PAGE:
Should I Get an X-Ray or MRI for My Pain?August 23, 2017
After experiencing an injury, many people ask themselves the question, “Should I have an X-ray, MRI, or CT scan before I come to therapy?”
What should I do?
Well, our intuition would typically say “I have back pain, therefore an x-ray or MRI will help me determine what’s wrong and how to go about fixing it.” We must know the medical diagnosis before we can go about treating a condition, right? Although this is a fairly common and reasonable view, imaging reports associated with physical pain, especially when the pain has lasted for a long time, provide limited information to determine appropriate treatment strategies and likelihood of recovery.
There are important situations where your physician may order an x-ray, MRI, or CT scan prior to referring you to physical therapy. This may be to determine the nature of a recent injury or a serious medical condition if suspected. In other cases, you may come directly to physical therapy and the physical therapist will refer you to your physician for this same reason.
So if you begin physical therapy without having an x-ray, MRI, or CT scan first, this is often because your physician or other qualified health professional has determined that you are likely to recover without costing you the time and financial burden of an imaging study.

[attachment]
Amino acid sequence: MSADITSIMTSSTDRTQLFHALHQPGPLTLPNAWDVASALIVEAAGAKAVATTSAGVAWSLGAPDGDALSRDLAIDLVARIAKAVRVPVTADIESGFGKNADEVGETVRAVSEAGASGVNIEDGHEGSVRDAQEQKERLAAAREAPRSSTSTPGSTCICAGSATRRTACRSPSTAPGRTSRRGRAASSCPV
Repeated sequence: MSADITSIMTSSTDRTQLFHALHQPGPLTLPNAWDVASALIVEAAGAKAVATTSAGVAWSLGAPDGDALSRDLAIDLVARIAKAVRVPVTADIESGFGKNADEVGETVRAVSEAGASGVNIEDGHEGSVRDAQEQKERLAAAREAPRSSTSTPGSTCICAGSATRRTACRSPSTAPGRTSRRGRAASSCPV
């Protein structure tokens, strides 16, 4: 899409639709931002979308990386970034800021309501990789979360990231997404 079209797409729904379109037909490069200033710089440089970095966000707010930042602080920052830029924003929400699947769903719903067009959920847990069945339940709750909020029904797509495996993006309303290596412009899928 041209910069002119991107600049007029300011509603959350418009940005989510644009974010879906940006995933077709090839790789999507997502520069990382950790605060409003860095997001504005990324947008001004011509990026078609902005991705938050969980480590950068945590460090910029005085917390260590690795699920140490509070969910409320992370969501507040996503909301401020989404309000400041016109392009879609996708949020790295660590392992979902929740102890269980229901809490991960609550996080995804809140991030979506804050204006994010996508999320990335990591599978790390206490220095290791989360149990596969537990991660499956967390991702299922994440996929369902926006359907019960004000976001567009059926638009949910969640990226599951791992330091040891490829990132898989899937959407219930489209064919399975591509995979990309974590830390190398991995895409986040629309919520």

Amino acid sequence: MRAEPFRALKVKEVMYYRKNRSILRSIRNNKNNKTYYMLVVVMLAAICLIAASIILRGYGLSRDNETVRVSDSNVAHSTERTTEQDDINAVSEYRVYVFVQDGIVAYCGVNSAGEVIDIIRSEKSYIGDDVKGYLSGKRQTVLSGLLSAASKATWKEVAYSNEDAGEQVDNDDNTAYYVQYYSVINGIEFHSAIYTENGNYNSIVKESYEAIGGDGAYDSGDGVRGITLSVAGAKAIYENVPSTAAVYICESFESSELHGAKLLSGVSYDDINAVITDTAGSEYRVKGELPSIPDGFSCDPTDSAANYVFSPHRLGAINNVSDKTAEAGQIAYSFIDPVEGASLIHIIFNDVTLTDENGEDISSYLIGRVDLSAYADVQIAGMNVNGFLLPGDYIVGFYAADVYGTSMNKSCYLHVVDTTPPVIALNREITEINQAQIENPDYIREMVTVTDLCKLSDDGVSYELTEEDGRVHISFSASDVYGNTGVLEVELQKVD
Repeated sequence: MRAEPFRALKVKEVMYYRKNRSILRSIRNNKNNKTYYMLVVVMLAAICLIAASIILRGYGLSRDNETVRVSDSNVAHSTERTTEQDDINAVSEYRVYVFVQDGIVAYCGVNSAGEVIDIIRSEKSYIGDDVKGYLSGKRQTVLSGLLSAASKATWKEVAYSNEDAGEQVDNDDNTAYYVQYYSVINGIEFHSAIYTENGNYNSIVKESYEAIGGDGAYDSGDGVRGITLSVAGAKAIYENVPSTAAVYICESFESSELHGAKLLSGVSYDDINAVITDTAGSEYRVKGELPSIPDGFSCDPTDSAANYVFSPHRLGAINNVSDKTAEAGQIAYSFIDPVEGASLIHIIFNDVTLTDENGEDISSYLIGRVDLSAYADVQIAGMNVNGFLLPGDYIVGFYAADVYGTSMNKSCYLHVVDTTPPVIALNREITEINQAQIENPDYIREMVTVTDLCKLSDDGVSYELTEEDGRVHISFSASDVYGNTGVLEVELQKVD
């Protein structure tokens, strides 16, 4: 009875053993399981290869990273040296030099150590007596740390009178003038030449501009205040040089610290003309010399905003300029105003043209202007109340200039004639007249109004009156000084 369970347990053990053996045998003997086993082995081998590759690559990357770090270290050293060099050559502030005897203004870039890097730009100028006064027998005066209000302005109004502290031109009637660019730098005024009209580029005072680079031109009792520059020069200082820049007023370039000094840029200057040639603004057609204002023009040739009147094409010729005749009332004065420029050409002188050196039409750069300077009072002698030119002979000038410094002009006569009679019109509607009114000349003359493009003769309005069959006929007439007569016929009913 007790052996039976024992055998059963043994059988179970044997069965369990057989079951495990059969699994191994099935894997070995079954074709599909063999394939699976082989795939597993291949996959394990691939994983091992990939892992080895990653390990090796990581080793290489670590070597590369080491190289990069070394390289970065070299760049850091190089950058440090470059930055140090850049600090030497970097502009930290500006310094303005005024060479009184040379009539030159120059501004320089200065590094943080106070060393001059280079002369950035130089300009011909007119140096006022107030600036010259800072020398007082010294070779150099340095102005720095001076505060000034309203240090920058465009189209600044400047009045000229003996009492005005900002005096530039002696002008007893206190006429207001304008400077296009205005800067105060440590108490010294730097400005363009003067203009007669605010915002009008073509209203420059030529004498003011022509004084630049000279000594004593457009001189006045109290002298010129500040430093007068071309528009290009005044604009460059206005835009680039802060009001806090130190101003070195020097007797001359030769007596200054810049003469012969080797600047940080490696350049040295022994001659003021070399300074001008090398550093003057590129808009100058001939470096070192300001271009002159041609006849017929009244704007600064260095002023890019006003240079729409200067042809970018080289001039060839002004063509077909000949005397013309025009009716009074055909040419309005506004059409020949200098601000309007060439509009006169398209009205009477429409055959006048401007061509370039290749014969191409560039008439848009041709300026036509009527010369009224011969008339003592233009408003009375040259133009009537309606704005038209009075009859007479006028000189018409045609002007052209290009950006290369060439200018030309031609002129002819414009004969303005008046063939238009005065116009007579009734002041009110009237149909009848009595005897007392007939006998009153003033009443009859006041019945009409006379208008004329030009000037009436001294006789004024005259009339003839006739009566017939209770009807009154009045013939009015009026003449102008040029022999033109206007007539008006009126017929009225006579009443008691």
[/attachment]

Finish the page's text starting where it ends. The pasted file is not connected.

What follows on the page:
What do my results mean?
It is rare that an imaging report is completely normal or “unremarkable.” Most people have some degree of degeneration, disc protrusion, bone spurs, and other findings. It is important to understand that many individuals can be pain free yet display “abnormal findings” on an imaging report. There are many people who have varying ranges of pain and do not show associated findings on an x-ray or MRI report. So the presence of “arthritis” or “disc protrusions” and many other findings require further context to determine their significance.
As we have advanced in our understanding of treating pain and physical injury, we have learned that there are many factors that come into play when finding the “root cause.” These have more to do with health factors, mobility, and physical limitation than they do with pure findings on an imaging report. Some common ways to make a good recovery generally include:
- Getting a good amount of sleep
- A well-balanced diet
- Low stress levels
- Exercising regularly
Therefore, the meaning of your x-ray, MRI, CT scan or other imaging report requires interpretation by those qualified to do so in addition to other physical factors which help determine the best course of action.
Why do physical therapy when surgery can “fix the problem”?
Although many people reap the benefits of surgical procedures, it can also be traumatizing for some, as they often come with inherent health risks. It costs precious time, finances, and often prolongs recovery. It is a decision one makes with careful consideration when other options are not available or have been exhausted.
Physical therapists are the function and movement experts. This means that physical therapists are committed to helping you regain your mobility, strength, and improve your overall physical health to live your life to the fullest. Whether that be picking up your grandchildren or returning to a sport you love, a physical therapist’s primary goal is to help you achieve an optimal quality of life.
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